Figure 5: Plot of output and supply rails

Reduced Internal Power Dissipation

For high current applications design engineers are presented with two options: the use of a switching (PWM) amplifier or a linear amplifier. Switching amplifiers offer superior efficiency but come with the drawback of significant switching noise, whereas linear amplifiers offer excellent signal fidelity but can often run into power limitations when used for high power applications. In applications where additional signal noise cannot be tolerated the engineer must use a linear amplifier, in such applications the use of Boost Supplies offers significant advantages in the reduction of the amplifier’s internal power dissipation, alternatively it can enable the engineer to drive greater loads with an equivalent internal power dissipation. 

To put this into a real-world example, we will again reference the PA05 and take a mostly resistive load of 750mΩ that needs to be driven continuously with a 1kHz sine wave at 40VPP centered around 0V. The peak current required to drive this load is 26.7A, so according to Figure 3, over 10V of headroom is required utilizing only the VS pins. To drive the load with minimal distortion, +/- 31V supplies are needed as seen in Figure 6A below.



Figure 6: Supply configuration without and with boost supplies


A 750mΩ load being driven with a 40Vpp sine wave will dissipate approximately 267W of power with the amplifier itself consuming an additional 267W of power internally!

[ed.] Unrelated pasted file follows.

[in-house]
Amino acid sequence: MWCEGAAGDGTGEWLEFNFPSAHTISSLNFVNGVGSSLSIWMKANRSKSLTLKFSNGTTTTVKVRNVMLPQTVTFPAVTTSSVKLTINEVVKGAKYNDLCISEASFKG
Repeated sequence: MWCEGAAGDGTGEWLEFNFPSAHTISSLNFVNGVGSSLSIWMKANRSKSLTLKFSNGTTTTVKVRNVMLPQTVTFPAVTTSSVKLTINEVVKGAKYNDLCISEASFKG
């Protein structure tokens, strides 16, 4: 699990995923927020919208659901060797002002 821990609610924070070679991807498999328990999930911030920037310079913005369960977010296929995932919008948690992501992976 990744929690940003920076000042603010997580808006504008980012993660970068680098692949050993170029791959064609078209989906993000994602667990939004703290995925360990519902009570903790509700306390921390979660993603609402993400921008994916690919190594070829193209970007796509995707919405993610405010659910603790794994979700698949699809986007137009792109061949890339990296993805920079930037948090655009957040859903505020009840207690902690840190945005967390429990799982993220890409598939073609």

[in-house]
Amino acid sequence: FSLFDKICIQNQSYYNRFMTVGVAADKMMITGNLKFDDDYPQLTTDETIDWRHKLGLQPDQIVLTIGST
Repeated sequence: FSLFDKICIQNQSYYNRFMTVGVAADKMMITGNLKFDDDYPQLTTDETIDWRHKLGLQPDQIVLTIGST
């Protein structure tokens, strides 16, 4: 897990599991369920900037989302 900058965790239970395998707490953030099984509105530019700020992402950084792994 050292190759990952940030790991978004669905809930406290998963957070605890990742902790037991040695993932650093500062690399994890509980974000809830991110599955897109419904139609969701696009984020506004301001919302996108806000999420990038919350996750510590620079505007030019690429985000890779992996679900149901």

According to Figure 1, this exceeds the maximum power dissipation for the package which would impose extraordinary heatsinking requirements. Continuing with the theme of this Tech Talk, let’s fix this by adding boost supplies.

From the first example, adding 5V worth of boost supplies allows us to reduce our headroom from >8V from the rail to closer to 5V. The new supply set up can be seen in Figure 6B and the change in headroom without distortion is represented graphically in Figure 7. With this new configuration, the internal power dissipation is reduced to 182W, with a total power savings of 85W! This lower power dissipation also helps alleviate some of the challenge faced with heatsink implementation.

Figure 7: Plot of output and supply rails

Another tool Apex offers is the Power Design Software Tool which includes a Linear SOA module enabling users to quickly perform first order estimations of system power consumption requirements. Figure 8 below shows the Power Design Tool in action using those conditions discussed in Figure 7; providing detailed information on the power to the load, power dissipated within the amplifier, and recommended heatsinking for the part.

Figure 8: Power Design Tool


The Apex Power Design Software Tool is designed to identify suitable parts for systems ranging from simple to more complex and helps automate many of the calculations required when working with high power linear and PWM amplifiers.

Download the Apex Power Design Software Tool here!